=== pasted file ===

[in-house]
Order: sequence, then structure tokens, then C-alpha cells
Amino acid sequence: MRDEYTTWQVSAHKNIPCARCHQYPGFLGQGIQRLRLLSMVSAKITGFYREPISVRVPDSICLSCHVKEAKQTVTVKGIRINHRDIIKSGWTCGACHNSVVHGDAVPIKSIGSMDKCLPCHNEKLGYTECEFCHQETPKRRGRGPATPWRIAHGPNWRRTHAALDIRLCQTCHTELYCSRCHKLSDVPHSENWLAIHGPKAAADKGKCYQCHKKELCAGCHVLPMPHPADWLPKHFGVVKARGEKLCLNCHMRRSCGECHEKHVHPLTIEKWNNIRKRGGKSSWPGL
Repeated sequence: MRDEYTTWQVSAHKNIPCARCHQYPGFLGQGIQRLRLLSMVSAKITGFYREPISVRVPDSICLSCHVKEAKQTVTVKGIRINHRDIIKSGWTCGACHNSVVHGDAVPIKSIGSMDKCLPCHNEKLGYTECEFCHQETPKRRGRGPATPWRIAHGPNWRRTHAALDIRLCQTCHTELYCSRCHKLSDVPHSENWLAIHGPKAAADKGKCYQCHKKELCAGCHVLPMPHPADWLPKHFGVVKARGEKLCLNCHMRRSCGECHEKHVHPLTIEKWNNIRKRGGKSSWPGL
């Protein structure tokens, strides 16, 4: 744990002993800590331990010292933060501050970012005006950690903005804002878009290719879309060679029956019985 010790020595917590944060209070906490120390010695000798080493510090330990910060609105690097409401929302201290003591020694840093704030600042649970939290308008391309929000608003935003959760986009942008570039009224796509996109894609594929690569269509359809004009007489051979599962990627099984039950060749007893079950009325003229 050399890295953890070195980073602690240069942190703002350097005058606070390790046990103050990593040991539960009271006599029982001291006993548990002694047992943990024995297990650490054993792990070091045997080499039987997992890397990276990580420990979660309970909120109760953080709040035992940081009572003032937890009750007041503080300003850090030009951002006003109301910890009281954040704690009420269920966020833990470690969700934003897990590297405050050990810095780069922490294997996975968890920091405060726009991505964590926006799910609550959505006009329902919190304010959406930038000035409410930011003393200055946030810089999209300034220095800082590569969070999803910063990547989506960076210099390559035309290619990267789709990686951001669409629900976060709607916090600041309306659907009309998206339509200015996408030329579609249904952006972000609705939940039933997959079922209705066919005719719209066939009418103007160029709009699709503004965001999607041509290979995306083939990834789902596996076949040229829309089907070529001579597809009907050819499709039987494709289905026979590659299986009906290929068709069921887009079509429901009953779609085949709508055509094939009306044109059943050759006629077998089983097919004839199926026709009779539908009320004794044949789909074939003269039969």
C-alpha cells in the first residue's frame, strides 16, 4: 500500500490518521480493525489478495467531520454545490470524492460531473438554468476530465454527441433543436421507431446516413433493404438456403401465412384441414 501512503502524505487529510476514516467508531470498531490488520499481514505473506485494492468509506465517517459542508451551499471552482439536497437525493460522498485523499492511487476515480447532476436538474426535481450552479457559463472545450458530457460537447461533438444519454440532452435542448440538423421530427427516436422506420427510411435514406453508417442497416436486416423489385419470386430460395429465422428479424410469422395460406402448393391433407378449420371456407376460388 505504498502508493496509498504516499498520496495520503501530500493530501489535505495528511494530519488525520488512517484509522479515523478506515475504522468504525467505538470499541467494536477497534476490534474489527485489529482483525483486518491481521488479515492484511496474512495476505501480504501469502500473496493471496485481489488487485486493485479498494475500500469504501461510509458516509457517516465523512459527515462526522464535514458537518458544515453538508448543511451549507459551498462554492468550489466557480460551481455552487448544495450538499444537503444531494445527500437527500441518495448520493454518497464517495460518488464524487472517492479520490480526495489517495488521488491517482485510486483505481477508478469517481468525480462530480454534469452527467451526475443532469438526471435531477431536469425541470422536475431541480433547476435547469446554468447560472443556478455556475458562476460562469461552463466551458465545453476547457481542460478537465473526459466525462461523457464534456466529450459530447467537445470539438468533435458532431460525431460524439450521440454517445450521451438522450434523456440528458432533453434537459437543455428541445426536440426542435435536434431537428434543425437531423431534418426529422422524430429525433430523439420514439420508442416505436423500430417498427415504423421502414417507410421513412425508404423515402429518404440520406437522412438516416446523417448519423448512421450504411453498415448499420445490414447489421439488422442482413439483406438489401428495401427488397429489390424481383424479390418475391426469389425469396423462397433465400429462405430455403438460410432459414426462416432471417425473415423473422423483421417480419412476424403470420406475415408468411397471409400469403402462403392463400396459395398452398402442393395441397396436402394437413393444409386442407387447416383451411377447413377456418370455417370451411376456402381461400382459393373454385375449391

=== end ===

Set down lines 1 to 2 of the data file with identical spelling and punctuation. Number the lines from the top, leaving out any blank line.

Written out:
[in-house]
Order: sequence, then structure tokens, then C-alpha cells